Leopoldina Makes Recommendations To The G8 Heads Of State And Government
Together with the national science academies of the other G8 states, the German National Academy of Sciences Leopoldina has prepared two statements for the G8 states in the run-up to the G8 Summit of Heads of State and Government. The recommendations contained in these statements were now presented to the participating governments for the negotiations in Deauville, France on 26 and 27 May. In a statement on the topic of “Education for a Science-Based Global Development”, the academies urge governments to target investment to establish an infrastructure for a globalization of knowledge in science and technology. A further statement on the topic of “Water and Health” urgently recommends improving the world’s population access to clean drinking water and sanitation to protect people against serious disease and epidemics.
The science academies set forth that progress and global development are attributable to advances in science and technology. They therefore recommend targeted investment in education to achieve a globalization of knowledge. The objective here must be to make all people partners of science. This would help avoid new technologies being met with scepticism and unfounded fears, and also better equip people to assess the risks new technologies pose. This challenge must be faced in three ways: improved scientific education for the general public, in school, at university and at other national research bodies.
The science academies advise the heads of state and government to support the governments of developing countries in establishing and maintaining a functioning infrastructure for education. In their statement on education, the academies also recommend a policy of open access to scientific literature and databases and supporting international collaboration to set up new e-learning facilities. Furthermore, they stress the importance of using new findings derived from brain research and cognitive sciences to improve teaching and learning programmes. Moreover, a collaborative network of research centres should be created for various innovative topics in education. Current successful programmes to facilitate exchange between scientists, the general public, the media and decision-makers should also be further expanded.
Given the fact that the investment of large sums of money over the past decade has provided access to clean drinking water for over one billion people for the first time, the science academies indicate in their statement on “Water and Health” that, in the same period, much less has been done to improve sanitation for these people. Around 40 percent of the world’s population still lack access to adequate sanitation, and 20 percent of the global population do not have access to a toilet connected to a wastewater system, which results in an additional 300 million tons of untreated human excreta polluting vital drinking water resources every year. The academies point out that diarrhoea-related diseases kill more children under the age of five than AIDS, malaria and measles combined. The majority of these cases are due to unsafe water, inadequate sanitation or insufficient hygiene.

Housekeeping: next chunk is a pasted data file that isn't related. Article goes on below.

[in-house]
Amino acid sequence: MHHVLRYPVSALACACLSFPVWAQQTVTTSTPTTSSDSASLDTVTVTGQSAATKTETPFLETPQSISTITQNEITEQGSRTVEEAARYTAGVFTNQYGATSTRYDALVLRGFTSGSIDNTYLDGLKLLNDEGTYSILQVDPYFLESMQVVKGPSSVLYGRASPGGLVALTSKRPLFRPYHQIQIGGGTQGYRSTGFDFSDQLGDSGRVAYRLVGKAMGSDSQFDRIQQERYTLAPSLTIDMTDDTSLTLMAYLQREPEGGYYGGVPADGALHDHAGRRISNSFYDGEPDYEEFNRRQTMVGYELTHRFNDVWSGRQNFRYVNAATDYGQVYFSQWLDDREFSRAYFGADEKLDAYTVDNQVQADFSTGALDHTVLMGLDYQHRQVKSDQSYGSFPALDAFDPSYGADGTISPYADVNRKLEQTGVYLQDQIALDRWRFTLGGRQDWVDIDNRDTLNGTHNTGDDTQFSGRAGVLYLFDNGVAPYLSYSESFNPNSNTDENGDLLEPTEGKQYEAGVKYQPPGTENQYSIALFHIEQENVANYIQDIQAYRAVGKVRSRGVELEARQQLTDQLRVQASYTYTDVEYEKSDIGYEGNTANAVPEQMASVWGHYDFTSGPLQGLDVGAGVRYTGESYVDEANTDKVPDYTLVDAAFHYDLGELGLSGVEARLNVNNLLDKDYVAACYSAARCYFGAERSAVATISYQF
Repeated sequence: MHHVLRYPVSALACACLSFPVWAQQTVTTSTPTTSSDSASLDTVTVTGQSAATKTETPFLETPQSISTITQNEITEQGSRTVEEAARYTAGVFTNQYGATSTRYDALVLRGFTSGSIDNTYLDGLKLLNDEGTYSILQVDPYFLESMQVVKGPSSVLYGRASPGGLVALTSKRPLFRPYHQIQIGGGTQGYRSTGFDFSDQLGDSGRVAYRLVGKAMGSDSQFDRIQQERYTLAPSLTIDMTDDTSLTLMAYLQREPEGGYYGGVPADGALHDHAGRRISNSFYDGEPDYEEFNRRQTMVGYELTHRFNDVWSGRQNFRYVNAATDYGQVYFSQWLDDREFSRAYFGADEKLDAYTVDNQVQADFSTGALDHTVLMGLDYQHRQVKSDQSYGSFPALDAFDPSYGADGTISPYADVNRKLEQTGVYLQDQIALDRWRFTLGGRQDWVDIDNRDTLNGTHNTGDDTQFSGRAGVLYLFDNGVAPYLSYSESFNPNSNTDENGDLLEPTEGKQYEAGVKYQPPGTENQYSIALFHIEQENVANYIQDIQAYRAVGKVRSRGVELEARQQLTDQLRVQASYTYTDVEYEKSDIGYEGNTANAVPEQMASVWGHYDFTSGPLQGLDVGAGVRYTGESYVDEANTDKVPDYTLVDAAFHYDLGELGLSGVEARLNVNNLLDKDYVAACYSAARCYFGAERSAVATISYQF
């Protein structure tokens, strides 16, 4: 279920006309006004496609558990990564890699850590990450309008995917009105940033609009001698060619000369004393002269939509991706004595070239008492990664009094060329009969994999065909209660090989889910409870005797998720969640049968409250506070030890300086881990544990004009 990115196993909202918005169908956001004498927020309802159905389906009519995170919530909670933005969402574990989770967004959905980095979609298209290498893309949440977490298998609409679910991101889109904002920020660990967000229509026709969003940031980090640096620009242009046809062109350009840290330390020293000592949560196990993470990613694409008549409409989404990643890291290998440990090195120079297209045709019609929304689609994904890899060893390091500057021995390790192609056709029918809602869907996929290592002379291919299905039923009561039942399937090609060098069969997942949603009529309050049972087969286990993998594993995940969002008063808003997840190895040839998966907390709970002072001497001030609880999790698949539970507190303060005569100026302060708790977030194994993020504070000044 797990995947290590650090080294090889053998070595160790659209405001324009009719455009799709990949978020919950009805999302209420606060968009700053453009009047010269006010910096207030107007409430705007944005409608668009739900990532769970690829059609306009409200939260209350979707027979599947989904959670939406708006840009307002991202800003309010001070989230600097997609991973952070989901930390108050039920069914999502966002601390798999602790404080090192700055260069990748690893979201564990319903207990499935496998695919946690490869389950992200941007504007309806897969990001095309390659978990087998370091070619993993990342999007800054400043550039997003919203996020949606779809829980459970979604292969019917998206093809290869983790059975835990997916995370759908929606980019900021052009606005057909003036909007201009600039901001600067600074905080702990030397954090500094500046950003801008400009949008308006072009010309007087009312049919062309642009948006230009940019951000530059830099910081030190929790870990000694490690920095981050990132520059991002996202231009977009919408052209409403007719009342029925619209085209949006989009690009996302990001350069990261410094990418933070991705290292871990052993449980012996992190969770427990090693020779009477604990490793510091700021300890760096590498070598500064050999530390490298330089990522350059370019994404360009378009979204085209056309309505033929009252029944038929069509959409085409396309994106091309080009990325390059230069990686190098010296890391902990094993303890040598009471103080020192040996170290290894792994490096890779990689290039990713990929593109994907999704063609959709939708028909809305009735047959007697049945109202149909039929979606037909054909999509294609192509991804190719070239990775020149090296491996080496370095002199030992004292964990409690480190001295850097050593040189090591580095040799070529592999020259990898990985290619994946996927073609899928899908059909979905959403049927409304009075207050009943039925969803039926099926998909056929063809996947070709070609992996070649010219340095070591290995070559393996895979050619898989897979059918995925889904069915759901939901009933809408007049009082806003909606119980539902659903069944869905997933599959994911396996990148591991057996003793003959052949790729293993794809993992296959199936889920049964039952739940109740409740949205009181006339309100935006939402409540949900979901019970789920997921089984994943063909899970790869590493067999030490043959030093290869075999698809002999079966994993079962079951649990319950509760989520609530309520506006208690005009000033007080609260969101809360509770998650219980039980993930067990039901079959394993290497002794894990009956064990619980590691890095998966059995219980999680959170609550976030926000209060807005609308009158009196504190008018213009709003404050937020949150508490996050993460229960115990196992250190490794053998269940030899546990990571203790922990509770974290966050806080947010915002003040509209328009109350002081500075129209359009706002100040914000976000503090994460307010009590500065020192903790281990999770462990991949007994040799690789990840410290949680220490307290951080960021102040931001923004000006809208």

The academies strongly recommend politicians to regard access to drinking water and sanitation as a unity, in accordance with the Millennium Goals of the World Health Organisation (WHO). The G8 states should work towards ensuring that people all over the world have access not only to drinking water of acceptable quality, but also to basic sanitation. This involves providing technical support and training local technicians, supporting researchers developing vaccines against waterborne pathogens, and local capacity-building initiatives to increase awareness for improved hygiene standards.
Every year since the G8 Summit of Heads of State and Government in Gleneagles, Scotland in 2005, the national academies of the G8 states ““ Canada, France, Germany, Italy, Japan, Russia, the United Kingdom and the US ““ have prepared science-based statements on global issues relevant to society, with the aim of supporting governments in their negotiations at the annual G8 summits. The statements for this year were prepared at a conference of the representatives of the science academies in Paris on 24 and 25 March 2011. Alongside the science academies of the G8 countries, the academies of South Africa, Brazil, India, Mexico and Senegal participated in the conference. In this group of academies of science, Germany is always represented by the Leopoldina – National Academy of Sciences.
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